Vice-Rector, Politehnica University of Timisoara (1963-1966)
Head of Department (1952-1983)
Professor Alexandru Rogojan was born in Dej in 1914. In 1933 he became a student at the Politehnica of Timisoara and graduated with honours in 1938.
During the war he served as an engineer at DURA (Electrobanat), the battery factory, and between 1943 and 1951 as an engineer at CFR Timisoara (Romanian railroads). During all those years he participated in repairing and changing the electric installations damaged by the war. Also, at the time he organized the first telecommunications laboratory within CFR Timisoara, and designed and created a teleconference installation at national level, highly appreciated by authorities.
Professor Rogojan delivered courses for engineers; Edmond Nicolau, a renowned Romanian scientist, attended these courses and, later on, became the supervisor for the Ph.D thesis defended by Professor Rogojan in Bucharest.
In 1948 Alexandru Rogojan was appointed Professor for the subject “Low Current Technology”; encouraged by Academician Remus Radulet, he produced the manuscript of this course after only one year.
In 1952 Professor Rogojan became Head of the Department of Electric Measurements until 1983 when he retired.
From among the subjects he taught we could mention “Electric Measurements”, “Industrial Electronics”, “Control Engineering and Remote Control”, “Computers and Programming” for the students in Electromechanics, as well as “Electronic Computers”.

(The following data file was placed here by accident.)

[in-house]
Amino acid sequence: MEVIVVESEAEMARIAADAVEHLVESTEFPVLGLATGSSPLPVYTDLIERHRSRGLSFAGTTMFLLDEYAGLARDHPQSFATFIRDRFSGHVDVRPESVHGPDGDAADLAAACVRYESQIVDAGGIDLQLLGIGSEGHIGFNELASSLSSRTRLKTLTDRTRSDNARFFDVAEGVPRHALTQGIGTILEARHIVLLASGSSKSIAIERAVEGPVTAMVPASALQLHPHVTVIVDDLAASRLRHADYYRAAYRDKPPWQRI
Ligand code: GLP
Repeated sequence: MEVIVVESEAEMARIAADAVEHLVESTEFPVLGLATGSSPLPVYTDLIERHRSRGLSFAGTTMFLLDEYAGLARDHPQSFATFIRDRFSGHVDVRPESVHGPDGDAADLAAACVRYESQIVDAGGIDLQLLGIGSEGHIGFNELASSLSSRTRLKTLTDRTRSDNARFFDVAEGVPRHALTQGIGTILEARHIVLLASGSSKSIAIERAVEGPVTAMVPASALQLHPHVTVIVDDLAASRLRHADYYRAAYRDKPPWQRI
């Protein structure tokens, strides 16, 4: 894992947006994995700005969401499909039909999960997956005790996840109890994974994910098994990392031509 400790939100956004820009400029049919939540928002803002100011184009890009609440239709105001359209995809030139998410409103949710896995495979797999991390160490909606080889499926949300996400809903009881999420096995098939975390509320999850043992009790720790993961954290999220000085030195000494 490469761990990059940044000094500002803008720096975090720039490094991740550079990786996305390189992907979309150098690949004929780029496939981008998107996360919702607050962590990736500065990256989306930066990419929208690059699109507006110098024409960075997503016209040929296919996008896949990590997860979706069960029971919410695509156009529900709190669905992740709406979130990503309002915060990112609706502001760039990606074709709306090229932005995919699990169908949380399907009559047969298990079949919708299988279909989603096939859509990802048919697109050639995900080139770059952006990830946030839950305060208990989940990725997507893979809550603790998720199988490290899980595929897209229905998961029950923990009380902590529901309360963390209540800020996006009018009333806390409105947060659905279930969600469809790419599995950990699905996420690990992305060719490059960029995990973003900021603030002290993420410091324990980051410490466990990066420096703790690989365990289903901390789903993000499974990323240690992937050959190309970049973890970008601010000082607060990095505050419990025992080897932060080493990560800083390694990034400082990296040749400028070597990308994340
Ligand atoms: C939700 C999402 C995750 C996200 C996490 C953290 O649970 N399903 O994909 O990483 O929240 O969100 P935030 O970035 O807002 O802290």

He dedicated much effort in acquiring the necessary apparats and equipment for practical activities to help students better understand the theoretical issues and develop the “sense of engineering”. His younger collaborators were permanently encouraged by his saying “just do things hands on”.
At the beginning of his activity at Politehnica Professor Rogojan focused his research on topics related to “High power mercury rectifiers” and “Voltage stabilizers with magnetic amplifiers”.
In 1960, at the age of 46, Professor Rogojan quit his previous professional interests, turning to explore, with passion and enthusiasm, the new field of Computers. He organized a small team and approached the technology of electronic tubes, being involved in the research, design and practical realization of circuits used for digital computers: bistable, monostable, nonstable, registers, adders, and others. As ferrite memories were going to replace magnetic core memories, he developed a complex research for producing ferrite rings within the Department. Simultaneously, members of the academic staff of the Chemical Engineering Faculty were attracted in the research. New equipment was supplied to the workshops of the Department, including sewing machines adapted to manufacture the ferrite rings by pressing ferrite powder, with minimum mechanical stiffness.
From among his outstanding achievements we mention the installation for testing ferrite ring behavior under excitation with specific chain impulse succession and the corresponding answers in the reading spiral. The installation, accomplished with the contribution of remarkable technicians, is part of the Computers Department museum.
It was professor Rogojan who created the first ferrite memory in the country, followed by further developments at the request of other research units at national level.